“From the athletes to the coaches, when someone was asked a question about classification, they couldn’t really answer it. We realised the Movement had a challenge if the athlete, the person getting classified, couldn’t get their head around it. That was the driver for Andy wanting to change things.” 

Three years later Parkinson took up a newly created position as Anti-Doping and Classification Manager at the IPC and was tasked with developing a classification strategy by the IPC Governing Board. He immediately reached out to Anne to support him and, as she enlightens, the initial task was far from straightforward.  

“I was there in the IPC offices in Bonn, Germany, from September to December 2004 trying to find these written rules in classification for every Para sport. It wasn’t an easy job because few sports then had an internet presence, so it was a case of tracking them down. For some sports the rules were in someone’s head, for others, especially the bigger sports, there were written rules but not published anywhere.  

“It was a big task, but we got our hands on everything we could and went to work. In 2005 five of us, including Andy and Graham, led the drafting of the first Code as the Classification Code Working Group. We were supported over the next two years by the Classification Committee in its development.” 

At first, Anne confides, the first version of the 2007 Code review process was testing. Some were opposed to the development of a review and didn’t want a single organisation laying down the rules, but consensus slowly built.  

“To get it right we knew we needed to ensure that athletes and the public understood that the person on the podium with the gold medal around their neck was the best athlete at that moment in time – not the least impaired, but the best athlete.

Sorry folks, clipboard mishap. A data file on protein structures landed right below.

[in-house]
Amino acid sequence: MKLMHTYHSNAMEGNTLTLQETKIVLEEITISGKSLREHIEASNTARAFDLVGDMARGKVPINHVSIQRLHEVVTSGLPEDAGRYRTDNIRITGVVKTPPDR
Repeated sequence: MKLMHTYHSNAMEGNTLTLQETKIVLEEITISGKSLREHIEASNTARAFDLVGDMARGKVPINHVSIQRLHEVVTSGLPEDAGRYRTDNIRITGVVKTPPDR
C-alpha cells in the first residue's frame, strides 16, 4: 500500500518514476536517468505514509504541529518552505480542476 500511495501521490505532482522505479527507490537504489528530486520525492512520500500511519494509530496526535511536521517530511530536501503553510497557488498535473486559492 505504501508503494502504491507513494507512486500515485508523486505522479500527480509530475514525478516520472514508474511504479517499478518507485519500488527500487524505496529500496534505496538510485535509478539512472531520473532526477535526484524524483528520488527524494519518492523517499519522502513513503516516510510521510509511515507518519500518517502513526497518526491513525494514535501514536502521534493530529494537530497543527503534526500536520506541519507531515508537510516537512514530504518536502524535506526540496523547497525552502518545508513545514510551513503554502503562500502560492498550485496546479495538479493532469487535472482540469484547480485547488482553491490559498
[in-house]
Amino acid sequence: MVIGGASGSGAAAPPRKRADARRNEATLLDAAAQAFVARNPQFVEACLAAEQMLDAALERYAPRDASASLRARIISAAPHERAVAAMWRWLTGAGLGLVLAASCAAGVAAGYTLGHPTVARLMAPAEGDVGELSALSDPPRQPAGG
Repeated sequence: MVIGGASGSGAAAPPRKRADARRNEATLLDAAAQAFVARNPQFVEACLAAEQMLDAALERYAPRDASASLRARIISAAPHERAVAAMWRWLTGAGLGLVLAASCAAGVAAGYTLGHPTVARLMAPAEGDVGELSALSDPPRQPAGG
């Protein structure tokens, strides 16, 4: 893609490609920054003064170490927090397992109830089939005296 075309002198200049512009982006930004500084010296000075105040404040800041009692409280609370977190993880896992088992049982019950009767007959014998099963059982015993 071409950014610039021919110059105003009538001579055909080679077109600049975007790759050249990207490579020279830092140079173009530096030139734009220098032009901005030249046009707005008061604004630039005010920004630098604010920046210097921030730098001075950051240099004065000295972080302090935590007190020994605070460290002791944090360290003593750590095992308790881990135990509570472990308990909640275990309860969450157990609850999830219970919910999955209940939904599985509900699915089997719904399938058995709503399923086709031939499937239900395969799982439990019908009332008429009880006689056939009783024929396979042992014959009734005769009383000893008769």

“To ensure that outcome we knew we need to have consistent procedures and policies across all sports, and that athletes needed to know what they were getting into. The systems had to be objective, valid, and reliable. That was the goal of the first Code review.” 

Although the first IPC Classification Code passed approval at the 2007 IPC General Assembly by a narrow margin, it was a different story for the second Code review that took place eight years later. 

“In the period between the first and second Code reviews there had been tremendous buy-in from the Movement about the classification system. They could observe that it was helping them.  So, in contrast to the first Code, the second was passed off without much disagreement.” 

Consultation and knowledge drive new Code 

Hart’s unique vantage point is that she has seen the Classification Code grow with each version. “It’s ever evolving,” she says, “Each version you think there’s elements that can be improved upon, but you don’t find that out until you start to use it. The next version picks that up however.”